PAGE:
September 5, 2017 at 3:32 p.m.

A day in the life of the Hendricksons

Father, son serve as second, third generation on farm
Dan Hendrickson attaches a unit during morning milking. The Hendricksons milk in a 50-stall stanchion barn.<br /><!-- 1upcrlf -->PHOTO BY LABECCA SCHOTT
Dan Hendrickson attaches a unit during morning milking. The Hendricksons milk in a 50-stall stanchion barn.<br /><!-- 1upcrlf -->PHOTO BY LABECCA SCHOTT

By by Labecca Schott- | Comments: 0 | Leave a comment

VIROQUA, Wis. - As the second and third generations on their families' dairy farm Dan Hendrickson along with his son, Drew, see the importance of preserving the land that was purchased by his father.
"Someday I hope I can pass the farm along to Drew. It is a place where we raised our children and someday we hope that they can do the same," Dan said.
In 1981, Dan and Connie rented the farm from Dan's father, Arthur, and took over the family business. Dan continued the tradition that his father started on their home farm in 1965. The Hendricksons milk 50 cows and manage around 400 acres. They own around 120 acres and rent the remainder of the land. Dan and Drew raise corn, soybean and alfalfa for their livestock.
Morning chores started around 8 a.m. on Sept. 17. Dan and Drew began the day by milking the cows in their 50-stall stanchion barn, which was renovated when Dan took over. During renovation they poured new cement, installed the pipeline and put in new tiestalls.
"We try to do the best job we can to care for our land and animals. It is also important to have some fun," Dan said.
During morning milking, Connie worked on feeding and caring for the calves. Currently, the Hendricksons raise their heifer and bull calves.
"It kind of depends on the market price and price of commodities. With beef prices so high, we are keeping the bulls to finish out," Dan said.
When morning milking is complete, the family heads into the house to have some breakfast before hitting the fields.
In 2007, after finishing his education in agriculture mechanics, Drew came home to the farm and started his own custom harvesting business.
When he purchased his first round baler, Drew took to the fields helping area farmers harvest their hay crops. He has made 50,000 bales over the past 12 years.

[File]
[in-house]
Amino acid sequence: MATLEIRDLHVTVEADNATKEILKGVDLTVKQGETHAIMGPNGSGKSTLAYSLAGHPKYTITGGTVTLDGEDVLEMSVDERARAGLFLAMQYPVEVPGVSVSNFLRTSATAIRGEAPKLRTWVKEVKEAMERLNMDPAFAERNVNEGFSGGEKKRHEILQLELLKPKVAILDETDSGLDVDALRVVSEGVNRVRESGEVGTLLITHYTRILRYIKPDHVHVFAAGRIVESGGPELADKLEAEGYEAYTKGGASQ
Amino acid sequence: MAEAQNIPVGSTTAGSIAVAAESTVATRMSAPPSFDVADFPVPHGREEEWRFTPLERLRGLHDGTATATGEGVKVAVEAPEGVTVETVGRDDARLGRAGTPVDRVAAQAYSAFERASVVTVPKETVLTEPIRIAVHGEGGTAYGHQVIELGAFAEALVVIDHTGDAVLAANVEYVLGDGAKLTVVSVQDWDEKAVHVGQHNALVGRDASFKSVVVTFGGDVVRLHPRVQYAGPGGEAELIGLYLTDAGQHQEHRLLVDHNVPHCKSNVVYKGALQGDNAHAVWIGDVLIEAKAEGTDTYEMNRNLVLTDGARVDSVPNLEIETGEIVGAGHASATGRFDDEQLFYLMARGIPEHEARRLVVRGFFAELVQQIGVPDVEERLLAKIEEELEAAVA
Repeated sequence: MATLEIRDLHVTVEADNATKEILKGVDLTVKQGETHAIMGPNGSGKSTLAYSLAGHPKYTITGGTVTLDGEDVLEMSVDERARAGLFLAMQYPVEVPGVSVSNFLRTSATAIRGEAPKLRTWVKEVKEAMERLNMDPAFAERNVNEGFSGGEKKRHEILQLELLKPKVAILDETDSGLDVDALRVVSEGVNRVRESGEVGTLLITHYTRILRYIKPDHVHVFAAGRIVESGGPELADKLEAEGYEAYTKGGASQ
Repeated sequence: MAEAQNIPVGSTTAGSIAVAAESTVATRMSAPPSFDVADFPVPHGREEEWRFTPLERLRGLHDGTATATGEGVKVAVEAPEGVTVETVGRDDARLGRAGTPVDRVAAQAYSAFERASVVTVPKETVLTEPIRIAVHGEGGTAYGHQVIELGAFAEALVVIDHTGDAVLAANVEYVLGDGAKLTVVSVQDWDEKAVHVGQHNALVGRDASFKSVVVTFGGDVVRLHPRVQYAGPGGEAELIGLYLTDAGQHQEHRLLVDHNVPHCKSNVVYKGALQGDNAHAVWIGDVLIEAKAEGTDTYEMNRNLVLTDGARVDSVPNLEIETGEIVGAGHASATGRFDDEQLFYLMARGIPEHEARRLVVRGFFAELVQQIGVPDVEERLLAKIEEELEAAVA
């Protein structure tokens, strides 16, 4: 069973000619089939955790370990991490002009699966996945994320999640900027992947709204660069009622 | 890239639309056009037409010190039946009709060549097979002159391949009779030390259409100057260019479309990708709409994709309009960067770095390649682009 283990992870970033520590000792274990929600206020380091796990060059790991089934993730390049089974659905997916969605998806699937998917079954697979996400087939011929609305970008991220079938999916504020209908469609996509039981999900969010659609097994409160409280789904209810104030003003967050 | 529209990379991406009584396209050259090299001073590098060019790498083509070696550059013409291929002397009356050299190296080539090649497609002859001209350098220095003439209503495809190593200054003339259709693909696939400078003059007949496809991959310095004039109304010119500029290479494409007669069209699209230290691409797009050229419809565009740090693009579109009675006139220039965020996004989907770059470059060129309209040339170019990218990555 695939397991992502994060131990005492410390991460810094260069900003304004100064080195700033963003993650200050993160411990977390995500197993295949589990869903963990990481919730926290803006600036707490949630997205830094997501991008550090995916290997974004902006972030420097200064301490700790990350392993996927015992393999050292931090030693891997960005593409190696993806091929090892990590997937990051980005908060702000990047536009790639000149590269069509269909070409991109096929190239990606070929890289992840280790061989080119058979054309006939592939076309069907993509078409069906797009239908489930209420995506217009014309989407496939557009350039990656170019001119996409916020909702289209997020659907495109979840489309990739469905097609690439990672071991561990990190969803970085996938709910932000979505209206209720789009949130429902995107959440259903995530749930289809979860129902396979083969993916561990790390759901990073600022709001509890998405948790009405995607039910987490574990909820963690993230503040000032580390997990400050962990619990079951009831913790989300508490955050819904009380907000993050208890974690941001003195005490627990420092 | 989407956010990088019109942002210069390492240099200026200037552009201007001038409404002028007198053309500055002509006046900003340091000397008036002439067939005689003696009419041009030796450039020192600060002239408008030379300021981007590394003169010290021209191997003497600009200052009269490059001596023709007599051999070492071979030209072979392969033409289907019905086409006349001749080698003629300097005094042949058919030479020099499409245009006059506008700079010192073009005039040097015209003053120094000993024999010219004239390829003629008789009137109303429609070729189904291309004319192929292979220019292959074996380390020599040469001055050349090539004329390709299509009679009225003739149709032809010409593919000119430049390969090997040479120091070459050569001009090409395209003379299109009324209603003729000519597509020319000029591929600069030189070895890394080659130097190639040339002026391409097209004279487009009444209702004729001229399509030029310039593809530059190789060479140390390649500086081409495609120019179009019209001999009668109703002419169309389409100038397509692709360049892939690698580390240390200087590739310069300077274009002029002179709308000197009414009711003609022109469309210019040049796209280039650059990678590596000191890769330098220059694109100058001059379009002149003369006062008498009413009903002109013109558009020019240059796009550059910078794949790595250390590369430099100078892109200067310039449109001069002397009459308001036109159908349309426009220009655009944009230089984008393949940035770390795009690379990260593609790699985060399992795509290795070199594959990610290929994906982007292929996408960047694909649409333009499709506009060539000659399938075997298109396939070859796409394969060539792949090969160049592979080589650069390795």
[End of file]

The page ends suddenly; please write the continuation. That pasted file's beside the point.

Drew now averages more than 3,500 big square and round bales a year for area farmers.
"As soon as the dew is off in the morning I am in the fields and I spend a majority of my time in my tractor baling," Drew said.
Last spring Drew purchased a large square baler to add to his business. He has baled around 2,800 big squares bales this year alone.
"If I am not in the fields I spend a lot of my free time during the harvest season maintaining my equipment and fixing anything that broke before having to head out the following day," Drew said.
With the harvest season in full, swing Dan and Drew stay busy in the fields. When they aren't in the fields they enjoy spending time with family at local sporting events.
Drew spends many hours in the winter months serving as head coach for the Viroqua Youth Wrestling team.
"We practice twice a week, starting in January with students in Kindergarten through 4th grade. Then starting in December, students from 5th grade through 8th grade compete. It is a lot of fun to bring back the memories I have of when I used to wrestle," Drew said.
Dan has been helping the local radio station for the past few years serving as an announcer during local wrestling, football and various other sporting events.
"We have always been involved in sports. Drew wrestled in high school and it just kind of continued. It is something that I really enjoy doing in my spare time," Dan said.
When Dan is on air with the radio station and during the busy harvest season when Drew is in the fields until after dark, they rely on family for help with evening chores.
Cousins Jacob and Lukas Yuttry come to help with chores or help in the fields whenever needed.
"They are really good help and it gives us a chance to enjoy some free time. We are then able to do other things that we enjoy," Dan said.
With Lukas close by, finishing his senior year at Westby High School and Jacob continuing his education at Southwestern Wisconsin Technical College, the Hendricksons are able to maintain the family farming tradition.
"Family has been my biggest asset, they are always there and no matter what - they will have your back," Dan said.
The Hendricksons try to have fun with their family, too. Dan and Connie, along with their three children and three grandchildren, spend time together not only on the farm but also at local events throughout the community.
"During the winter months we like to spend time snowmobiling. Just getting time to spend with family, no matter what we are doing, leaves so many memories," Dan said.[[In-content Ad]]


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